Beatlemania had been ignited on this side of the Atlantic Ocean as it had in the UK. And no one really knew why. Sociologists had various theories for it and they still do today – but none that come close to fully explaining the phenomenon. It did not matter why. The Beatles, with their great music, were here to stay.

Soon after, in April of 1964, the Beatles had the top five singles on the pop charts.
In July, the Beatles released the movie “A Hard Day’s Night.” In it they appeared witty and likeable.

They politely defied authority and wanted peace in their private lives. The movie featured numerous songs - many that had clever supporting videos.

“A Hard Day’s Night” was a critically acclaimed box office hit. It was very influential. It is said that the film inspired the Monkees T. V. show and rock videos in general.
Scene from "A Hard Day's Night"
As for Bridgewater and Raritan teenagers

Robert Kowal said “That night on Ed Sullivan certainly changed my life!”

Frank Verano said “It was a whole new feeling in 1964. I was 14 and a different world opened up when they arrived.”

Marie Siciliano sat through “A Hard Day’s Night” nine consecutive times.

Lynn Stelmah said “The Beatles completely took over my life and I am still a fan today. I bought every magazine with a story about them. My bedroom walls were covered with posters and pictures of them. I have worked in the fine arts because of the Beatles.”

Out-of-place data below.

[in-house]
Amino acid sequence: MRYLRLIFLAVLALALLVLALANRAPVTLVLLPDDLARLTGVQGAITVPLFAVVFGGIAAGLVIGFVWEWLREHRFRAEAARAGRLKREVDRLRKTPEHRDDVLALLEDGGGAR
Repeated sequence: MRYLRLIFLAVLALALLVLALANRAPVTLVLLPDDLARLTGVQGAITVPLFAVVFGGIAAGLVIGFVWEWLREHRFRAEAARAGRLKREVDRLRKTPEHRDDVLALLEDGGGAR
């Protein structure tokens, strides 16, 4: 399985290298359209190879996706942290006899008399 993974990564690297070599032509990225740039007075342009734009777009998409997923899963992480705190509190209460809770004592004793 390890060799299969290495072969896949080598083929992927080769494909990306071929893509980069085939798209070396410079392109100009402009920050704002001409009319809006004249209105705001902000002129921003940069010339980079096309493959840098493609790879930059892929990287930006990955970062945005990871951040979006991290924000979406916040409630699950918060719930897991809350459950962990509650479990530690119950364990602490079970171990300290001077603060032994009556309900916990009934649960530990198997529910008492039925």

The Beatles seemed to have tapped into a suppressed desire for excitement among the teens. They flocked to the local record stores of Graymat on the Somerville Circle and Ostro’s in Downtown Somerville.

The singles purchased that first year among those not mentioned above included “Can’t Buy Me Love”, “Do You Want to Know a Secret”, “Twist and Shout” and “I Feel Fine”.
Closed for 30 years
the Graymat sign survives in someone's basement
No Beatle experience compares with that of Bridgewater’s Cathy Orlando Lamont.

She and her friends, who were Beatles fanatics from the beginning, were just eleven years old when they all lied to their parents and traveled to New York City by bus. This was just to get a glimpse of the Beatles who were scheduled to arrive at the Paramount Theatre. A few seconds of fun were worth it as they screamed along with hundreds of other fans.
Cathy Orlando Lamont
And that was not the only time that the young girls misbehaved because of the Beatles.

In 1965, when they had tickets to see the Beatles at Shea Stadium, they arrived many hours early to try to sneak into the Beatles’ hotel. There was a tremendous police presence, but a building under construction offered them a path into a random hotel window. Since Cathy was the smallest, she ventured first into the open window. But the window was to a bathroom and a very surprised gentleman was in it. She fled with her friends, but the police quickly caught them. Fortunately, they were only escorted off the construction site and told to leave the area.

Onto the concert they went. Cathy said “it was one of the most amazing events of my life.”
The Beatles at Shea Stadium
The Beatles paved the way for other British bands who would follow them to America – The Rolling Stones, Dave Clark Five, The Kinks, and Herman’s Hermits. It would come to be known as the British Invasion.
Next month's article
April 1965 when Herman's Hermits
tried to play at Manville High School
Links to the first news reports about the Beatles

November 22nd 1963 - CBS Morning News (some part of audio is silent)

November 18th 1963 - Huntley-Brinkley Report (original audio only)

January 3rd 1964 - The Jack Paar Show